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Couple’s private conversation recorded and sent by Amazon’s home ‘Alexa’ to guy’s employee

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Last week Amazon got hit by one of the worst privacy violation scandals to affect it in its 23-year history.

The scandal concerned a report out of Oregon about a Portland woman whose private conversations with her husband were recorded and then shared by Alexa, the virtual assistant housed within Amazon’s Echo smart speakers.

Speaking with local media late last week, Danielle explained that about two weeks ago she and her husband received a call from one of her husband’s employees telling them to immediately unplug their Alexa device.

When they asked the employee why, he claimed that he had received audio files of recordings from inside their home via their Echo unit.

“At first, my husband was, like, ‘No, you didn’t!'” Danielle said. “And the (recipient of the message) said, ‘You sat there talking about hardwood floors.’ And we said, ‘Oh gosh, you really did hear us.'”

He sure did.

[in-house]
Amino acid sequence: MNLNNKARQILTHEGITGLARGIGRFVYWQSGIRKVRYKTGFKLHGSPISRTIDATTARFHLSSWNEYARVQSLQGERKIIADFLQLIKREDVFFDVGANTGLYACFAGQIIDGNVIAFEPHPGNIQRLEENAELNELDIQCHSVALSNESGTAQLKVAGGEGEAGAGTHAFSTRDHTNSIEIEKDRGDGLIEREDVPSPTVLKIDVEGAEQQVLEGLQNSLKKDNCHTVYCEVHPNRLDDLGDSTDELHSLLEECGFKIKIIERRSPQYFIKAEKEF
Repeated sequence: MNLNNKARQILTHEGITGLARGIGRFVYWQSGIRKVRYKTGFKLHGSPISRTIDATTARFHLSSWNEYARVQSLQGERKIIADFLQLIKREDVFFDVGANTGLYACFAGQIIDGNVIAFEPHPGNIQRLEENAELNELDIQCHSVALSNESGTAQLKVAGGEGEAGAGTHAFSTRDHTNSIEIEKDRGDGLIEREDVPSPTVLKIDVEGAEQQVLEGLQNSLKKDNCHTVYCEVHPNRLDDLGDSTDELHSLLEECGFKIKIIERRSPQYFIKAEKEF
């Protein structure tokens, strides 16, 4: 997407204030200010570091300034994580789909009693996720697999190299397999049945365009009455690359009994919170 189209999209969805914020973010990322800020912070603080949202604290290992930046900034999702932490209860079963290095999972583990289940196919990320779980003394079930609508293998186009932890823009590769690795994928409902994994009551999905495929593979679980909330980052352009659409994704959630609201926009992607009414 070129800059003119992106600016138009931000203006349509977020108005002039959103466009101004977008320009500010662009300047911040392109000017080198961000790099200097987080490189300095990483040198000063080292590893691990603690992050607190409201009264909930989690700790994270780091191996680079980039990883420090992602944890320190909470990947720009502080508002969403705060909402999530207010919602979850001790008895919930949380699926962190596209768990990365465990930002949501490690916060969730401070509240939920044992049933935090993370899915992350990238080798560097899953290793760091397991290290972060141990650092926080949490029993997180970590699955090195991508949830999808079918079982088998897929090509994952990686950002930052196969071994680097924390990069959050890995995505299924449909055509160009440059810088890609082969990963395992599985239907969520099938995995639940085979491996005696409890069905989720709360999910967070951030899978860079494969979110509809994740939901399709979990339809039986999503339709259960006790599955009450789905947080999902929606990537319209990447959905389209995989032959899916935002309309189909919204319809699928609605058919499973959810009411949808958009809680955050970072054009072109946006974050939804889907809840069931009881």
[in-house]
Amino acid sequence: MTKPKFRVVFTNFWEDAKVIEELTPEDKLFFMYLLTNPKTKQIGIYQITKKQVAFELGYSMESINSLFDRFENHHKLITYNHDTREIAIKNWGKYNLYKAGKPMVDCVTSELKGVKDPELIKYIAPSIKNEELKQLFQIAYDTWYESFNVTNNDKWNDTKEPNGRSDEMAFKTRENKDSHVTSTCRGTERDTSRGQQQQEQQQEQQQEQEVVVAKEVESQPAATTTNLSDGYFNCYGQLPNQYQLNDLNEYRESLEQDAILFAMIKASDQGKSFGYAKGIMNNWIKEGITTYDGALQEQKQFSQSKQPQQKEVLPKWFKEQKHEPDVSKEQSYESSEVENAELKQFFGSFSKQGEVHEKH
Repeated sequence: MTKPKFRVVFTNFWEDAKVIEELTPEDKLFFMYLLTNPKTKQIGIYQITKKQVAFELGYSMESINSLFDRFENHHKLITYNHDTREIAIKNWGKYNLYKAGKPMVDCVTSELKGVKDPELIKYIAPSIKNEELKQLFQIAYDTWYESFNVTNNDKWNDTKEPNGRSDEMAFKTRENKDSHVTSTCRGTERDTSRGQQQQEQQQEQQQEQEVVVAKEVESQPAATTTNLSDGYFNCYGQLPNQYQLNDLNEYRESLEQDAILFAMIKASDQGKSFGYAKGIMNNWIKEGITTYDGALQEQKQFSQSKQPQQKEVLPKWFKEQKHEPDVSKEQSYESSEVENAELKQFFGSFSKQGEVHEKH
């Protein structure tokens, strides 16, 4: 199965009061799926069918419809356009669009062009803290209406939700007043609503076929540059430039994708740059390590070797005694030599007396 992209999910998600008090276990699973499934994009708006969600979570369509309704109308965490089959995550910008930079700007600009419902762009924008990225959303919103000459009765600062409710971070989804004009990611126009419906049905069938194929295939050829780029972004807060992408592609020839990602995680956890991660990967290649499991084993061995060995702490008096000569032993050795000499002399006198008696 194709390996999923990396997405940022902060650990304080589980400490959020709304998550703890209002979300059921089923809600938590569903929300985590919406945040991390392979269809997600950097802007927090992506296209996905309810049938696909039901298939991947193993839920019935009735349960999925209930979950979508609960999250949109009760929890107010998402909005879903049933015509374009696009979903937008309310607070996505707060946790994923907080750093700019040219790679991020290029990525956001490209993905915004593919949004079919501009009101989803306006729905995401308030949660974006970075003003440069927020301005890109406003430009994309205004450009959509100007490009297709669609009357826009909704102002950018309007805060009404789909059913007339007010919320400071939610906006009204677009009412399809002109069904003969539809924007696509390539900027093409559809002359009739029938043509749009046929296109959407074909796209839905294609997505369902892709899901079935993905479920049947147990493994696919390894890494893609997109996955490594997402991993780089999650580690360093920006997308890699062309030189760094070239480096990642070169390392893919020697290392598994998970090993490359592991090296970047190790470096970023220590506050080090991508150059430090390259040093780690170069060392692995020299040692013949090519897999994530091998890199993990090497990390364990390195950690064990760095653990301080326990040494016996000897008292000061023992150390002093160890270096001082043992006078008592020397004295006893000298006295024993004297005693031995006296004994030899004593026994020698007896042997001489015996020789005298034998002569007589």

Here’s how the Echo works: It contains a virtual assistant, Alexa, that’s capable of performing tasks for the device’s owners. It can record conversations, initiate certain types of calls, play music, purchase products, share the news and much more.

The beauty — and curse (to be explained shortly) — of this device is that it’s designed to be operated with voice commands. You simply tell Alexa what you want: “Alexa, tell me today’s weather forecast.” To turn it on, you likewise simply say, “Alexa.”

It’s also a curse because Alexa sometimes misinterprets people’s voice commands, which is exactly what happened in Danielle’s case.

In a statement to The Verge, an Amazon spokesperson confirmed that Danielle’s “Echo woke up due to a word in background conversation sounding like ‘Alexa.'”

“Then, the subsequent conversation was heard as a ‘send message’ request. At which point, Alexa said out loud ‘To whom?’ At which point, the background conversation was interpreted as a name in the customers contact list. Alexa then asked out loud, ‘[contact name], right?’ Alexa then interpreted background conversation as ‘right’.”

And just like that Danielle’s conversations with her husband were transmitted to a man who reportedly lives 176 miles away from them.

“I felt invaded,” she complained to local media. “A total privacy invasion. Immediately I said, ‘I’m never plugging that device in again, because I can’t trust it.'”

She’s not the only one who feels this way:


Amazon reportedly offered to disable the communication functions of Danielle’s Echo device so she could continue using its other features, but she refused. Instead she hopes to receive a refund, though Amazon has reportedly been hesitant about providing her with one.

Apparently, neither quality customer service nor respect for privacy are things that concern Amazon. That’s good to know …

Vivek Saxena


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